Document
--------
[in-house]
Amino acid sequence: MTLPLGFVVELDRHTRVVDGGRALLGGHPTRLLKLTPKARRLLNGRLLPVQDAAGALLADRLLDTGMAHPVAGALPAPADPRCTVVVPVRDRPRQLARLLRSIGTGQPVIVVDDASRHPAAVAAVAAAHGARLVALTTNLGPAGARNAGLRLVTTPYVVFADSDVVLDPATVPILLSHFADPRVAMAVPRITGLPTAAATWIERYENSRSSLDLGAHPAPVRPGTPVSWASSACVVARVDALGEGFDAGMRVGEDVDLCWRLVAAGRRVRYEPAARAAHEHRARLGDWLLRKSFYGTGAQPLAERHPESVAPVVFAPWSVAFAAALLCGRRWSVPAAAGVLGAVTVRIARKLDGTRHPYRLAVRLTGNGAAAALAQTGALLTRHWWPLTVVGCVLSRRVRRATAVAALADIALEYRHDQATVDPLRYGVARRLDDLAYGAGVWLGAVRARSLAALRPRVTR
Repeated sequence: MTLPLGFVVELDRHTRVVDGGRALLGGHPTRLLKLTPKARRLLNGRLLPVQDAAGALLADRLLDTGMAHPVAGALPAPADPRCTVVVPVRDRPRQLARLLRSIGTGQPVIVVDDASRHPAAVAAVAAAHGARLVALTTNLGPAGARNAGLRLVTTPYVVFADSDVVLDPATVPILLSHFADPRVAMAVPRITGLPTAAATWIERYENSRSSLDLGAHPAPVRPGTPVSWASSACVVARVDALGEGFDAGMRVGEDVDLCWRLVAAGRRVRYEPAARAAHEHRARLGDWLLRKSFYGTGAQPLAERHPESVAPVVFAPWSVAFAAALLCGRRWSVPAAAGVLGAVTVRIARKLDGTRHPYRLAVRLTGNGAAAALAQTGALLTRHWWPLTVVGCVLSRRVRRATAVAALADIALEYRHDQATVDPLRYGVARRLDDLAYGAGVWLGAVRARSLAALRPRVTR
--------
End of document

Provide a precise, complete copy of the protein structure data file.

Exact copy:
[in-house]
Amino acid sequence: MTLPLGFVVELDRHTRVVDGGRALLGGHPTRLLKLTPKARRLLNGRLLPVQDAAGALLADRLLDTGMAHPVAGALPAPADPRCTVVVPVRDRPRQLARLLRSIGTGQPVIVVDDASRHPAAVAAVAAAHGARLVALTTNLGPAGARNAGLRLVTTPYVVFADSDVVLDPATVPILLSHFADPRVAMAVPRITGLPTAAATWIERYENSRSSLDLGAHPAPVRPGTPVSWASSACVVARVDALGEGFDAGMRVGEDVDLCWRLVAAGRRVRYEPAARAAHEHRARLGDWLLRKSFYGTGAQPLAERHPESVAPVVFAPWSVAFAAALLCGRRWSVPAAAGVLGAVTVRIARKLDGTRHPYRLAVRLTGNGAAAALAQTGALLTRHWWPLTVVGCVLSRRVRRATAVAALADIALEYRHDQATVDPLRYGVARRLDDLAYGAGVWLGAVRARSLAALRPRVTR
Repeated sequence: MTLPLGFVVELDRHTRVVDGGRALLGGHPTRLLKLTPKARRLLNGRLLPVQDAAGALLADRLLDTGMAHPVAGALPAPADPRCTVVVPVRDRPRQLARLLRSIGTGQPVIVVDDASRHPAAVAAVAAAHGARLVALTTNLGPAGARNAGLRLVTTPYVVFADSDVVLDPATVPILLSHFADPRVAMAVPRITGLPTAAATWIERYENSRSSLDLGAHPAPVRPGTPVSWASSACVVARVDALGEGFDAGMRVGEDVDLCWRLVAAGRRVRYEPAARAAHEHRARLGDWLLRKSFYGTGAQPLAERHPESVAPVVFAPWSVAFAAALLCGRRWSVPAAAGVLGAVTVRIARKLDGTRHPYRLAVRLTGNGAAAALAQTGALLTRHWWPLTVVGCVLSRRVRRATAVAALADIALEYRHDQATVDPLRYGVARRLDDLAYGAGVWLGAVRARSLAALRPRVTR